Science & Technology
Japan quake 'heard at edge of space'
By T.K. Randall
March 12, 2013 · 11 comments
Image Credit: CC 2.0 Jeremy Lock
Scientists have stated that the Tohoku earthquake in 2011 was so big that it was picked up from space.
The magnitude 9.0 quake caused such a disturbance that it sent a ripple of sound through the atmosphere and was picked up by the orbiting Goce satellite more than 255km above the Earth's surface. It is the first time a spacecraft has been able to pick up the low-frequency acoustic waves from a tremor occurring on the ground.
"We've looked for this signal before with other satellites and haven't seen it, and I think that's because you need an incredibly fine instrument," said ESA's Dr Rune Floberghagen. "Goce's accelerometers are about a hundred times more sensitive than any previous instrumentation and we detected the acoustic wave not once, but twice - passing through it over the Pacific and over Europe."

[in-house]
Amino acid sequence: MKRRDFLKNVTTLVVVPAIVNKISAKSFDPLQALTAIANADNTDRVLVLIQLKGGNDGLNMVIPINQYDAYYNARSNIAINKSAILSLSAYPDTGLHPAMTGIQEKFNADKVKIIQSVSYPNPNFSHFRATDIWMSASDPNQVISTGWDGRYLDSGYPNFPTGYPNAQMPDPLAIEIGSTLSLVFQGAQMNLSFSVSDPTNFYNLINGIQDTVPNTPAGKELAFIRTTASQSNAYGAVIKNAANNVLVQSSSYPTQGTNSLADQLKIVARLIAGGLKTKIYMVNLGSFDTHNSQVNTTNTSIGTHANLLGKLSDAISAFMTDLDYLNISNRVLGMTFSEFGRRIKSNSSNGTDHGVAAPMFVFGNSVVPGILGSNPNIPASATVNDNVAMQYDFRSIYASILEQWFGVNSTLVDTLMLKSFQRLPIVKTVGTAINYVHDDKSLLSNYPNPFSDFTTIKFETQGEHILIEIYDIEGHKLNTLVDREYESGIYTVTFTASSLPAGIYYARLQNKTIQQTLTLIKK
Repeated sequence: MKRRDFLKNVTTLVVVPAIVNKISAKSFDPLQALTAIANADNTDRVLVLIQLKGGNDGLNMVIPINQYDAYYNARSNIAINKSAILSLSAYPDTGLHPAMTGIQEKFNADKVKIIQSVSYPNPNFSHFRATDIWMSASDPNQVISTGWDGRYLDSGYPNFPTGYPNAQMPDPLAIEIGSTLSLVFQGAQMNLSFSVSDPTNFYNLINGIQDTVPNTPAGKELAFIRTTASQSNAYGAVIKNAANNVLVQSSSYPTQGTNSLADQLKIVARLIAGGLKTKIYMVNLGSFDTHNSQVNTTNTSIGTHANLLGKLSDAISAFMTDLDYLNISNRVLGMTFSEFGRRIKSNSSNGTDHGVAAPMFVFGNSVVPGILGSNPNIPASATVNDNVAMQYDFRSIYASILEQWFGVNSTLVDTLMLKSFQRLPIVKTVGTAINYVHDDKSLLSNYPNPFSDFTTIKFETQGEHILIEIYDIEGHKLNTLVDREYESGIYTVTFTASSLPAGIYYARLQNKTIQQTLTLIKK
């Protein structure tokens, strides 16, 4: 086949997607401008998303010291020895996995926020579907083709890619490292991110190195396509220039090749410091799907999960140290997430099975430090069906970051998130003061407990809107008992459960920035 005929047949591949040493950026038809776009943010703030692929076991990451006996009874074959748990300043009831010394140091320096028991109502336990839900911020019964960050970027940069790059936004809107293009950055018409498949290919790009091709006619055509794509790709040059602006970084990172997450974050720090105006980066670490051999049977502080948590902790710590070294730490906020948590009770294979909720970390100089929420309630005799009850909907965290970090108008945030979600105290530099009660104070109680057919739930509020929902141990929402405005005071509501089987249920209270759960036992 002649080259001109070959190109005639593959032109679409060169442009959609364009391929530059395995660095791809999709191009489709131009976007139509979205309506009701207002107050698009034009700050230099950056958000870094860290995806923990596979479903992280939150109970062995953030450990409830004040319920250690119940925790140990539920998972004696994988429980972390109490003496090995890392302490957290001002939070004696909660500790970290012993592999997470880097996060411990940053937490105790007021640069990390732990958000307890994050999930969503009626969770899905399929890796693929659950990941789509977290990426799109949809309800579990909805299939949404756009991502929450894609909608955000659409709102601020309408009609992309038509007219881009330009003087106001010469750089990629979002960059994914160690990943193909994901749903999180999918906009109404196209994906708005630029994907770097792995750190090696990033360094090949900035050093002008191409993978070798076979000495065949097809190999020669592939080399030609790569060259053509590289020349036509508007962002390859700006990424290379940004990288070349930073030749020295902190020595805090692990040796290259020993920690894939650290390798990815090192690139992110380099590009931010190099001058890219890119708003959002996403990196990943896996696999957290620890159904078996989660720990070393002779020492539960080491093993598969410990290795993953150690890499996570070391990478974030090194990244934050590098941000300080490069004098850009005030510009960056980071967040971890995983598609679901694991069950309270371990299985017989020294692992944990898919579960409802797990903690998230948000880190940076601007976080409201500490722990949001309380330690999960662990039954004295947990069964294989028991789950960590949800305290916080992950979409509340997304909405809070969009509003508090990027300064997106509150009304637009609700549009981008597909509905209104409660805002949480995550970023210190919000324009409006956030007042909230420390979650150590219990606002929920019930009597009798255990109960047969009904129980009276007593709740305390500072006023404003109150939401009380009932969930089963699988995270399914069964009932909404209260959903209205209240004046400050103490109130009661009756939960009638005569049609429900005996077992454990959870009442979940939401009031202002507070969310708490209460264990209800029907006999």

The great Tohoku earthquake in Japan two years ago was so big its effects were even felt at the edge of space.
Source: BBC News
| Comments (11)